allied professions, demonstrate our responsibility to the public, and gain the confidence of scientific bodies and governmental agencies of whom we seek support.
His advice, good council [sic] and presence will be sorely missed by the Foundation for Chiropractic Education and Research (F.C.E.R.) and by his friends throughout the world.
Van D. Mericas, Past President, F.C.E.R. ***** Having done business with Bill Luckey for over 10 years as a post graduate technique instructor I knew of Bill’s care for post graduate education in chiropractic. In those 10 years never once did we have a disagreement and he will be missed greatly as a man of his word.
Dr. A.W. Fuhr… ***** How well I remember the long and encouraging conversations with Bill during my tenure as Dean of CMCC. His ready wit, sound judgement and prudence coupled to his pragmatism made him the master diplomat to a frequently divided profession. Yes, Bill Luckey will be sorrowfully missed but not forgotten. “Wisdom denotes pursuing the best ends by the best means” – Francis
Hutcheson Although a very short and brief statement, I believe the above paragraph says it all.
Herbert J. Vear, President, WSCC… ***** Bill Luckey, my friend and a totally dedicated friend of chiropractic and thousands of chiropractors has gone. Bill left a legacy that influenced many chiropractors on a personal basis through
his constant great part in so dearly.
readiness to give unselfishly the growth and advancement
himself. He has the profession he
had a loved
I’ve had the honor and privilege of knowing Bill for over 25 years and he was always seeking new ways to help the colleges and chiropractic. The profession has not only lost a friend who wanted to help but one who had the knowledge and business acumen to put his ideas into action.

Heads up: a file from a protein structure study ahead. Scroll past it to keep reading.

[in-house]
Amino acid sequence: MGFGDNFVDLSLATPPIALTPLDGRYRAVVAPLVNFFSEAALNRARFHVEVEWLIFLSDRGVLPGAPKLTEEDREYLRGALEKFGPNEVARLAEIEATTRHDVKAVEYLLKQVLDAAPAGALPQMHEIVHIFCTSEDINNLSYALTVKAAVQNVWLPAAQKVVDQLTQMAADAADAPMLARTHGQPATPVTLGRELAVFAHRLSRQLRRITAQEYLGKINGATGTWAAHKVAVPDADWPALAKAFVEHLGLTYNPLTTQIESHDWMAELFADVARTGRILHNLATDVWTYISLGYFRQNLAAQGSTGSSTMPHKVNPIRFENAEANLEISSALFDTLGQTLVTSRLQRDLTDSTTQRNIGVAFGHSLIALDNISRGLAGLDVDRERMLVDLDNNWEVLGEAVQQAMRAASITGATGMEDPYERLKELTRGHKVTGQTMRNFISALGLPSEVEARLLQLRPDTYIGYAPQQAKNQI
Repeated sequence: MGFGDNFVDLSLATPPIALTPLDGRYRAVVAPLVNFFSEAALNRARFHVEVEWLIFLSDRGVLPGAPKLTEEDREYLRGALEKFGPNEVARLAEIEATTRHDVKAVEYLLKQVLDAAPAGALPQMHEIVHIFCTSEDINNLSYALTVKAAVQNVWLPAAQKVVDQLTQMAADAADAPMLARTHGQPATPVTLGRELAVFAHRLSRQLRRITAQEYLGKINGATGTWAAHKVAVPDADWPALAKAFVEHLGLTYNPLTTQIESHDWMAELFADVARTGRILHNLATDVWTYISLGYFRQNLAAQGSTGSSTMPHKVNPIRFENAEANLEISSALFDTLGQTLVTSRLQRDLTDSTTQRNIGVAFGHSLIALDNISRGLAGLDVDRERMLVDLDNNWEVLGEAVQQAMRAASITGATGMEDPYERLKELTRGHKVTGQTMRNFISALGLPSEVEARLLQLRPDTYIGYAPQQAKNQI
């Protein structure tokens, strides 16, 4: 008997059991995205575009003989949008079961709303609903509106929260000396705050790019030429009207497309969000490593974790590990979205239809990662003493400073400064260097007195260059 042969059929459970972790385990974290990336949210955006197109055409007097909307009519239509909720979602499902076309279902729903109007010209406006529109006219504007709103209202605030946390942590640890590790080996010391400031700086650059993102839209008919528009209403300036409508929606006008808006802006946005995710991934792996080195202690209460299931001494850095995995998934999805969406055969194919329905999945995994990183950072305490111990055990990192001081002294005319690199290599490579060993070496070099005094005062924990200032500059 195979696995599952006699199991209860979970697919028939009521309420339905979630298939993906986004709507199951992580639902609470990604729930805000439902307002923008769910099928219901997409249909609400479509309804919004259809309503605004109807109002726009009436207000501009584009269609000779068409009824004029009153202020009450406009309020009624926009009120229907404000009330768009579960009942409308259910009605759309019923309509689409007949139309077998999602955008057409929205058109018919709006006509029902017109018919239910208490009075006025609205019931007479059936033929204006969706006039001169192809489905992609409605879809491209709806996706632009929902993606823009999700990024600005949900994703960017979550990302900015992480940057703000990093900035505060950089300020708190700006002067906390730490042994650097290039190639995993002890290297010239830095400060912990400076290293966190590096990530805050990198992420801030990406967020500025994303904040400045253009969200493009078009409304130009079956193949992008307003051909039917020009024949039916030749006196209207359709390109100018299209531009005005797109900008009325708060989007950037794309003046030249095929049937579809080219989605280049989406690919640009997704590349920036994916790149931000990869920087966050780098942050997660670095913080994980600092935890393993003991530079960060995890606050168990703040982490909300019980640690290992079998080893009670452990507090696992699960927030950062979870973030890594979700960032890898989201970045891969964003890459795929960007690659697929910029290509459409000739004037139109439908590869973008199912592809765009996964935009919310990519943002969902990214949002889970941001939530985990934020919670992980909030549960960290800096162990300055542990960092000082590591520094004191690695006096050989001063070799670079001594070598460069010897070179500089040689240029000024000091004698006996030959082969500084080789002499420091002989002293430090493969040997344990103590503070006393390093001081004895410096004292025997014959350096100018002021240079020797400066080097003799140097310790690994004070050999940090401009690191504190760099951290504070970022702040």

Monte Greenawalt, D.C.
As an independent forum for expression, “The Digest of
Chiropractic Economics” proved the value of, and the interest in, communications… Our profession has lost a very dear friend; one who set for us a clear example. He could be considered a pioneer in intra-chiropractic communications. Let us hope that we can all learn from his endeavors an build upon his successes. I am sure that we know one another a little better because Bill tried.
Don Sutherland, D.C., President, CMCC ***** The first time I met Bill Luckey was in December, 1973, the day he hired me to become Editor of “The Digest of Chiropractic Economics.” It was over a cup of coffee at a hotel coffee shop. As most of you know, this was Bill’s favorite spot for conducting business and only the good Lord knows how many decisions affecting chiropractic were culminated over a cup of coffee in just such a setting.
From the start, Bill was not only a business associate but a good friend. We had many a lively discussion regarding chiropractic as Bill
nurtured me in the inner turmoils of a growing profession. masterful understanding of this profession he loved so dearly
into play many times over wise counsel when making
these past decisions.
seven years and I shall miss his Yes, we shall certainly miss him